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Amazon Wholesale vs. Private Label: Which Model Is Right for You?

Depending on your business objectives, you may be more suited for a wholesale or private label model on Amazon. We unpack the benefits and challenges of each business model here. By IT December 13, 2019
Amazon Wholesale vs. Private Label: Which Model Is Right for You?

First party (1P). Third party (3P). Wholesale. Private label. Retail arbitrage. Dropshipping. While all of these terms each have a complex definition and background of their own and represent a unique way of selling on Amazon, there are two that sellers frequently stack against each other to test which drives stronger sales results: wholesale and private label. Both wholesale or private label sellers also have their own set of challenges when it comes to brand and reputation management.

In the context of this article, wholesale refers to buying products in bulk directly from the manufacturer and operating as a reseller on the 3P marketplace, not selling wholesale to Amazon via a 1P partnership. In this overview, we break down the benefits and challenges associated with selling wholesale and private label on Amazon to help you determine which model might be worth pursuing for incremental growth.

Advantages and Disadvantages of Wholesale

As mentioned above, in order to sell products wholesale on Amazon, you need to place a high-volume order with established brand manufacturers and owners and, in turn, sell their products to consumers on Amazon. Here are some of the benefits of selling via a wholesale model:

  • You do not need to create new ASINs or product detail pages, which are two standard, brand-building practices when establishing your own private label products.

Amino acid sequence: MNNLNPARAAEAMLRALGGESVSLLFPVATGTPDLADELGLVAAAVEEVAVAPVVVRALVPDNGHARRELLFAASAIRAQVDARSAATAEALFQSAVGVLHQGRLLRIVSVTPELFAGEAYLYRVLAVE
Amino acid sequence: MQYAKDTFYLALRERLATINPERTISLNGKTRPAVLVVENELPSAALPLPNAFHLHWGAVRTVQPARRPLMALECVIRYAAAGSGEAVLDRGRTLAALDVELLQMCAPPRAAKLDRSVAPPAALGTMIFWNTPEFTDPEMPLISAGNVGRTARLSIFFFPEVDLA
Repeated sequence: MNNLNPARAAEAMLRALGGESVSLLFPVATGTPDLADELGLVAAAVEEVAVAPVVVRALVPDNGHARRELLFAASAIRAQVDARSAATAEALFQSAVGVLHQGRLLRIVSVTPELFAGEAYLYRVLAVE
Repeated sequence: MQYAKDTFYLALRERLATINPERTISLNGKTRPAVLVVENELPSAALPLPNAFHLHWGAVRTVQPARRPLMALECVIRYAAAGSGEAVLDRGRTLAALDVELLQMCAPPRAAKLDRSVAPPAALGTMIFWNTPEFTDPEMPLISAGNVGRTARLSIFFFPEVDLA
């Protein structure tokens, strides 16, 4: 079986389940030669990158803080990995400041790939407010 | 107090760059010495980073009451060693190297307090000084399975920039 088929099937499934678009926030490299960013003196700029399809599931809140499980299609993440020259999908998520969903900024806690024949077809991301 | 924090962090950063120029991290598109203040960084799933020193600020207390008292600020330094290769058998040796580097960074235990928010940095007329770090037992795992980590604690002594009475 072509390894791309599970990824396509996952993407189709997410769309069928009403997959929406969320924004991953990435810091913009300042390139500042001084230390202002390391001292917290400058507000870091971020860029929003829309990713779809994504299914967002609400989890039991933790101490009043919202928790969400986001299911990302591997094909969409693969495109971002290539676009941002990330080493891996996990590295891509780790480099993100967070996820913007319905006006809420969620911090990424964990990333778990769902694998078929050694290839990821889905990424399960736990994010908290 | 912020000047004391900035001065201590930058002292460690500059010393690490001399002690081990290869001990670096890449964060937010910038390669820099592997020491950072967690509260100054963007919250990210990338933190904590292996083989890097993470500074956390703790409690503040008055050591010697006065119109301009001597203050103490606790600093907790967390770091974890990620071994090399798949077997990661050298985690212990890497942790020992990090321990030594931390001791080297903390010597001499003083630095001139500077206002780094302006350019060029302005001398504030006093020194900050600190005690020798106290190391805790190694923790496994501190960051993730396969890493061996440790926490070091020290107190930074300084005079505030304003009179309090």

• If you start out with a smaller group of manufacturers and experience success, an increasing number of brands will want to do business with you, positively impacting your scalability.
  • There is a low barrier to entry, as your most important focus is finding reliable manufacturers with expansive catalogs who are willing to let you sell their products on Amazon.
  • Selling wholesale is generally less time intensive — and easier to scale —  than sourcing products via retail arbitrage.
  • You may be able to purchase lower unit quantities with wholesale orders than your first production run for a private label product with a large minimum order requirement (MOQ).
  • Intellectual property (IP) infringements such as on your trademarks or copyrights are dealt with by the brand owner, not you.
  • You do not need to allocate a significant amount of your annual budget to advertising, as the products likely have inherent demand and are not brand new to the market. They probably already have an Amazon sales rank, so there is lower immediate risk involved.
  • There is a chance the lead time is less than that of private label products, particularly if you are sourcing your private label SKUs from overseas.

Below is an overview of some of the challenges you may encounter with a wholesale model:

  • You will need to obtain a wholesale license, which is required in most states to legally resell products in a wholesale manner. The license, sometimes referred to as a resale permit license or resale certificate, enables you to be exempt from sales tax on your purchases, but depending on your state, you may need to charge your customers sales tax. The process can be lengthy, as you need to apply for an Employer Identification Number (EIN) with the Internal Revenue Service, which generally takes four to five weeks.